At a REACT4MED Project meeting hosted by the University of Haifa, Israel (29 November – 1 December 2022), Dr. Christos Zoumides represented the research team of The Cyprus Institute and presented the Cyprus case study. REACT4MED stands for “Inclusive Outscaling of Agro-ecosystem Restoration ACTions of the Mediterranean”, and the aim of the Cyprus case study site is to combat land degradation and sustain mountain agriculture in cooperation with Troodos farmers, mountain communities and policy institutions. The project is funded by the PRIMA Programme (Partnership for Research and Innovation in the Mediterranean Area), a European Union Programme supported by Horizon 2020, focused on building research and innovation capacities, and devising innovative solutions addressing critical problems in the fields of water management and agro-alimentary systems in the Mediterranean. The Project is coordinated by the Hellenic Mediterranean University based in Crete.

On the sidelines of the meeting, the REACT4MED partners had a chance to visit a unique facility in Israel. There, at a farmhouse of rural Bethlehem of Galilee, a slender young woman picks up off the floor what from a distance resembles breadcrumbs. Yuli Betzer does so with great care and respect, almost ceremoniously. She places each of the aggregates on one open palm of her hand without breaking it up. The dirt comes from her careless guests, who just visited her blossoming orchard and caried it inside under their boots. Yuli knows that this is not mere dirt to be swept away, but the very source of life and fertility of her farm and needs to return it to its rightful place. This is soil.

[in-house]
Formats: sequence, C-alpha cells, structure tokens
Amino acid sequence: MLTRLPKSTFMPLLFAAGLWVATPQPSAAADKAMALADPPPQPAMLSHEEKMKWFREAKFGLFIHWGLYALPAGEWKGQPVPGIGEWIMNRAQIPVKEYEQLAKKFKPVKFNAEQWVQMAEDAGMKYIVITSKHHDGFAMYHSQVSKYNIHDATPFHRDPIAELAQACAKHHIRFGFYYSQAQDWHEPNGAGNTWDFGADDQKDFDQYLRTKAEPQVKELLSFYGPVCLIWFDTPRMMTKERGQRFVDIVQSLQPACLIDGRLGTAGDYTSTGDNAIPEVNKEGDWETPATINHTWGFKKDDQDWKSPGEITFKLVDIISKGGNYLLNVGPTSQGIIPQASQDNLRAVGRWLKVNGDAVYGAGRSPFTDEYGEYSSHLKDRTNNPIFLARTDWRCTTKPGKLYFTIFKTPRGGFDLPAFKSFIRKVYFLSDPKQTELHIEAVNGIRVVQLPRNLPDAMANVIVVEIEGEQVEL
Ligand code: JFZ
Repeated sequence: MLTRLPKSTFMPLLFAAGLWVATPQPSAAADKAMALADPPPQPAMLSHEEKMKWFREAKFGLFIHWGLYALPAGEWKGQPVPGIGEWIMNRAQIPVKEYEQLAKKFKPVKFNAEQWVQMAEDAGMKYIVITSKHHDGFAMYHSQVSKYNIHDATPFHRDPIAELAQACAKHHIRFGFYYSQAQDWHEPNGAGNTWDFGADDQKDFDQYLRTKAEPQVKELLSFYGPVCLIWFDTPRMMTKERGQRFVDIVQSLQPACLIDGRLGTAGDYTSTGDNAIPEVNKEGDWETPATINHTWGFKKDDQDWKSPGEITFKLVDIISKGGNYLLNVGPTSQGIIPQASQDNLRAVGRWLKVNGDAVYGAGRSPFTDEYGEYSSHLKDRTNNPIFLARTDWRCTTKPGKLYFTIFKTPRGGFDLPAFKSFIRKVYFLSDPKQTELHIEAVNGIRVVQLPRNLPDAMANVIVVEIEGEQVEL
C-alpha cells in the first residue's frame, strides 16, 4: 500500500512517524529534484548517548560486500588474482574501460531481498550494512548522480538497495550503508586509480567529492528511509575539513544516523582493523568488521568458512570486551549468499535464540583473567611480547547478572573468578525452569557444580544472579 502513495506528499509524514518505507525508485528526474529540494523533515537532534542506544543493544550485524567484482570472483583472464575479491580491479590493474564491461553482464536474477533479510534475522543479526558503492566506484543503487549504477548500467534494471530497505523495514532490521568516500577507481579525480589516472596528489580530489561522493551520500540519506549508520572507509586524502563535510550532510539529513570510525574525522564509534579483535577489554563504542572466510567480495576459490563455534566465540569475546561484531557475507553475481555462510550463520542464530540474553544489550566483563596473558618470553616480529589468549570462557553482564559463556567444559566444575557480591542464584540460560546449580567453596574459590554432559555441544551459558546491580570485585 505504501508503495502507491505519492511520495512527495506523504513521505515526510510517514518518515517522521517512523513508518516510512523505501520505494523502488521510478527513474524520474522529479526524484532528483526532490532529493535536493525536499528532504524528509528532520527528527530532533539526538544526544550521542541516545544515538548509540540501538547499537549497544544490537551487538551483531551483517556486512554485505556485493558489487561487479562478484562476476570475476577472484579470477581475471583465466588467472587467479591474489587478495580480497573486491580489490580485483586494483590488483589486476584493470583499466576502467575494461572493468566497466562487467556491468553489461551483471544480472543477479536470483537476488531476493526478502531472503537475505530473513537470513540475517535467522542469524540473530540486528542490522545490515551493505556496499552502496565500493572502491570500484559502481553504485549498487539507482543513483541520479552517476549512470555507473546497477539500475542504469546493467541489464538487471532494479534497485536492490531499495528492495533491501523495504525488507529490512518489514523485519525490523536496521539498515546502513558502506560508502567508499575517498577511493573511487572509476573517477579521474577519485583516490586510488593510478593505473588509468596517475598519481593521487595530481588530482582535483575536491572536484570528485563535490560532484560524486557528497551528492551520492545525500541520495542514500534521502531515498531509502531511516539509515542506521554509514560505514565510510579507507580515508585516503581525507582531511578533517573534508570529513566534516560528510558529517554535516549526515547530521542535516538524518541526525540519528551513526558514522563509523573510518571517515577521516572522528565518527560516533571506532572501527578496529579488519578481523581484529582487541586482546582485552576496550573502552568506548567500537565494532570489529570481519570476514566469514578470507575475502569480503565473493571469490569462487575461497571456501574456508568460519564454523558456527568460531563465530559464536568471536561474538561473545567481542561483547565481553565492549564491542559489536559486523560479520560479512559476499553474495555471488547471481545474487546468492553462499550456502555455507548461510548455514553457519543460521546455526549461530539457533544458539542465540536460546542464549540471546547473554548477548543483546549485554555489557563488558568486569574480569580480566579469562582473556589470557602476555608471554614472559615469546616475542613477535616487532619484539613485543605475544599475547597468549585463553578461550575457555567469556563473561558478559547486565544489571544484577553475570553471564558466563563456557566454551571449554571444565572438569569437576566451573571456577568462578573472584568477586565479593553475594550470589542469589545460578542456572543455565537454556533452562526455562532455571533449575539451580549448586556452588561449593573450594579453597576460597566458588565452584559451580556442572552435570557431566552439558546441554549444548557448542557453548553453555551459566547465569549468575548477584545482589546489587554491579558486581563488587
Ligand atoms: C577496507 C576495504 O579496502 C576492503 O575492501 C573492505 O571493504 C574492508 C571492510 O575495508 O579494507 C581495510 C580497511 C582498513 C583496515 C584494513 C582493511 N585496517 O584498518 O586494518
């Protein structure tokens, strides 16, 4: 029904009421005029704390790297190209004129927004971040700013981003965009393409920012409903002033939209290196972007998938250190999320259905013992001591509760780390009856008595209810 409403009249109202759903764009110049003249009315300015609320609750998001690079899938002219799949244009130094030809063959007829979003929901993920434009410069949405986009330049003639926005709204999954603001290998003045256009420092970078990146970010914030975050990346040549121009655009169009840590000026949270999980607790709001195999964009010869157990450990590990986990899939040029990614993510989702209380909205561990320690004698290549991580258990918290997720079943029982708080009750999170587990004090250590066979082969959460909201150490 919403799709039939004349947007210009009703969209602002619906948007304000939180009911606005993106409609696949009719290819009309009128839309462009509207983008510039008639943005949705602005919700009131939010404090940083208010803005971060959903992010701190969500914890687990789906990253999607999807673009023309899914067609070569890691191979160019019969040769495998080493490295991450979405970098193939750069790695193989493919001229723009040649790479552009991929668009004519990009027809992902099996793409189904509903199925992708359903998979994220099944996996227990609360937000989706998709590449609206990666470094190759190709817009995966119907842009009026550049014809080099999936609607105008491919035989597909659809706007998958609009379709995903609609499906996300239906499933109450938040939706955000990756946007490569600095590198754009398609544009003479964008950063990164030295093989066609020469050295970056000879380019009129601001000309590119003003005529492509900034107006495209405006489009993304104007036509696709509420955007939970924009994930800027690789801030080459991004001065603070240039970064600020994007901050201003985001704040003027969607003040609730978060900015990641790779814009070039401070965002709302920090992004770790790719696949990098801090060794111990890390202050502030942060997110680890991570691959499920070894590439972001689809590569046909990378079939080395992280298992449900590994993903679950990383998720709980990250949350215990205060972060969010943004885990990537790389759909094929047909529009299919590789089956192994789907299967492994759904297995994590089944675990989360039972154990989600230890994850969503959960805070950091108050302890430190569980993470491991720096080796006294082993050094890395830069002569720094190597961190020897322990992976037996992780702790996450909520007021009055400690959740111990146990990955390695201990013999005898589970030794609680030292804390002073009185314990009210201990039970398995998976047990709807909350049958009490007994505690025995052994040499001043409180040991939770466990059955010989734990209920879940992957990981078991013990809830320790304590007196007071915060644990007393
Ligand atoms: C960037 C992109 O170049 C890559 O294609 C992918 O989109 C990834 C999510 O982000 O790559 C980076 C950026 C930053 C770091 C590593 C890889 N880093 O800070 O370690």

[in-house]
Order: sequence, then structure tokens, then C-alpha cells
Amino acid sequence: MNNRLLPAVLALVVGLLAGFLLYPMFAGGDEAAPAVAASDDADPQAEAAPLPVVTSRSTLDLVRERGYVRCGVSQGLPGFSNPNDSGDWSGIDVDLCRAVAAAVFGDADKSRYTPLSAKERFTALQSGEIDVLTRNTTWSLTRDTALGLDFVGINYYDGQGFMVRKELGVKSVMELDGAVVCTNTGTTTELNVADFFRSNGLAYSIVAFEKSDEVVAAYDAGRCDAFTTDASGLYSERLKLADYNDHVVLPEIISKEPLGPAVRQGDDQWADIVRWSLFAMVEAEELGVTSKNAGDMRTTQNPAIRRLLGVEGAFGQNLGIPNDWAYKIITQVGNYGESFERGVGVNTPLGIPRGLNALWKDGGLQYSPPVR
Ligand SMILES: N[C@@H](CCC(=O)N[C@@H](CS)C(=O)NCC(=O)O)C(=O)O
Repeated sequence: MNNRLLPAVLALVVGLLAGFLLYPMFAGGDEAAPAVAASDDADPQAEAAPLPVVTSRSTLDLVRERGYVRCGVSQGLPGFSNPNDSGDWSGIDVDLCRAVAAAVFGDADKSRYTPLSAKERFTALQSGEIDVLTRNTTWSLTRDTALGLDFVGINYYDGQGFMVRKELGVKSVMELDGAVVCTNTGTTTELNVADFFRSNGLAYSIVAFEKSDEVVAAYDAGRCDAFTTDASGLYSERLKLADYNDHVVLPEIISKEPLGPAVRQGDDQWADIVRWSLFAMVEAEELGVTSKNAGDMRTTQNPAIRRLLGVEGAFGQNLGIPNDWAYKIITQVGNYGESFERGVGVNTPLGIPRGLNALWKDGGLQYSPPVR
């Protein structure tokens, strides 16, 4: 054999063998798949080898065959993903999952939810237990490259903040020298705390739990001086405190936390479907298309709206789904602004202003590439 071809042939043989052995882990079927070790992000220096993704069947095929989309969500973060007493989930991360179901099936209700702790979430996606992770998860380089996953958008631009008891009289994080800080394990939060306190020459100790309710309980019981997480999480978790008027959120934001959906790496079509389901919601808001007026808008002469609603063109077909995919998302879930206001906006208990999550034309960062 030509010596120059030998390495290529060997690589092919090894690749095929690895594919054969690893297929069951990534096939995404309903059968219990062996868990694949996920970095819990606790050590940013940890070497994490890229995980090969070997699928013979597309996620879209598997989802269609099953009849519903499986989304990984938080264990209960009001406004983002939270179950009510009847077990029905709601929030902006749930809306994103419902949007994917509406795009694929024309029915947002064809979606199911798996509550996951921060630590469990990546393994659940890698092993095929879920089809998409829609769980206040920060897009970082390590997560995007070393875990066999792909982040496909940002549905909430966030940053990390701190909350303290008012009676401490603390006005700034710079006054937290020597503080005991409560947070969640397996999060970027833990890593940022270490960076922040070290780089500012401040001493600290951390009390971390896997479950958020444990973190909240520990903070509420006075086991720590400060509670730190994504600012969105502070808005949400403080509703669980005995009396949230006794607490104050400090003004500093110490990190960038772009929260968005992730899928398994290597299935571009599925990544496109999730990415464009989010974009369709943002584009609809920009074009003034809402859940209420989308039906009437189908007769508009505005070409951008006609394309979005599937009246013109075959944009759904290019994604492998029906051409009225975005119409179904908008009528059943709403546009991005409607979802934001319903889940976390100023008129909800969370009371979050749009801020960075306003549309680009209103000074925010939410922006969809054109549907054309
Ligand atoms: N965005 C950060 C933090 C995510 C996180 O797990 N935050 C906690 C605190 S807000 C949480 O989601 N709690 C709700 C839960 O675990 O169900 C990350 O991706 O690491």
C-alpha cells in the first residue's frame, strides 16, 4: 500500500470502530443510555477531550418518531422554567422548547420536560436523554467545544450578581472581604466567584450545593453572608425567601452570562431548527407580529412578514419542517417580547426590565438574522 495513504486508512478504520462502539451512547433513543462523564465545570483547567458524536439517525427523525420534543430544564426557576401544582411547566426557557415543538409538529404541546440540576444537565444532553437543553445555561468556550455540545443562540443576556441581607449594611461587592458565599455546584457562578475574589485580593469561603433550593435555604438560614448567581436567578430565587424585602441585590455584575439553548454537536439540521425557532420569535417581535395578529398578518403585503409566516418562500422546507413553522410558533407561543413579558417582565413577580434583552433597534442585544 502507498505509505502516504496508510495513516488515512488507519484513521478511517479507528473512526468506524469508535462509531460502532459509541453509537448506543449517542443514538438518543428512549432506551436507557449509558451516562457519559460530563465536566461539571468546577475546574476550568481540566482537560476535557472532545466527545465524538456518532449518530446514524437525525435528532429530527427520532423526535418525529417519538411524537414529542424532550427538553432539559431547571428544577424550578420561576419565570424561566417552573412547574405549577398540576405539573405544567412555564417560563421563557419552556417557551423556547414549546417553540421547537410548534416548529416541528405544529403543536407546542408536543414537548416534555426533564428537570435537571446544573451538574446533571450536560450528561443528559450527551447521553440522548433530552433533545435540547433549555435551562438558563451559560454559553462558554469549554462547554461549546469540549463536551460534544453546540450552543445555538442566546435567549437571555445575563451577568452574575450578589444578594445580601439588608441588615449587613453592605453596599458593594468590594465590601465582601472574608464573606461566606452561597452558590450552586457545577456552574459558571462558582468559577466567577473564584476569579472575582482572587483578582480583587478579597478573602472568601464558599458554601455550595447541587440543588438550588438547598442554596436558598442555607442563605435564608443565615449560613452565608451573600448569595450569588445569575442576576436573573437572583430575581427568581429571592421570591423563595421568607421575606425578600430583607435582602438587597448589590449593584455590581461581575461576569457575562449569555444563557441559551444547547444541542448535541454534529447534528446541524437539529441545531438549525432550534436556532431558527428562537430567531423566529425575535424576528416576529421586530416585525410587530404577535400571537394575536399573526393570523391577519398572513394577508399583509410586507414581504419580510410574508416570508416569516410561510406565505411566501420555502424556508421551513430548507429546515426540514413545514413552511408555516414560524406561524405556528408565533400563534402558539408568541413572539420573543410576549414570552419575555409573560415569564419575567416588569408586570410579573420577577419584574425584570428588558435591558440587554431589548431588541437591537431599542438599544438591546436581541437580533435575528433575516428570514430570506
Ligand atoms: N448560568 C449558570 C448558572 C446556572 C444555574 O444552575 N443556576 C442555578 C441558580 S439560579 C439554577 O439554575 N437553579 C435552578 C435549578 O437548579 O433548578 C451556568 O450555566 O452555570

We seldom consider that the dirt we tread upon is significant, but healthy soil is essential to the livelihood of this Mediterranean community, as for so many others, providing numerous services and supporting the ecosystem and the agricultural production. The carefree visitors, REACT4MED scientists from across the Mediterranean and PRIMA participating states, remain in awe of what they have witnessed at the Bethlehem of Galilee food forest. Yuli Betzer talks about the restoration of soil, the accomplishments and the vision of her community, with unmatched passion and confidence. She wants to bring up her children in a world that respects the ecosystem and develops rather than depletes its resources. Her venture is neither for the faint hearted nor the romantic soul, rather the product of consultation with professional agriculturists and engineers, a solid business plan, and daily hard work. The 500 visitors that come to the food forest every week to taste the fresh produce, learn, and get in touch with nature, make this paradigm shift tangible.

Back at University of Haifa, REACT4MED partners discussed the grave negative impact of unsustainable practices and climate change on soil erosion, soil organic carbon, and salinisation. They come from different backgrounds, Universities, research institutes, and an SME, from Greece, Italy, Germany, Cyprus, Spain, Morocco, Turkey, Egypt, and of course Israel. In their home countries, local communities struggle with the issue of land degradation that threatens their livelihoods, much like in Israel. Large scale restoration actions, such as those already proposed by PRIMA and REACT4MED, and highlighted in the recent COP27, are at the epicentre, and the wide adoption of sustainable land and water management practices applied at the food forest is a step in the right direction. And while achieving what she has succeeded is for many unattainable and even utopian, on December 5, the World Soil Day, the inspiring vision of Yuli Betzer deserves a place under the warm Mediterranean sun.

For more information about the Project, visit and contact The Cyprus Institute ( or the REACT4MED project ( For more inspiration by the work of Yuli Betzer at the Bethlehem of Galilee food forest, watch their video and find more information at

Source: The Cyprus Institute I News (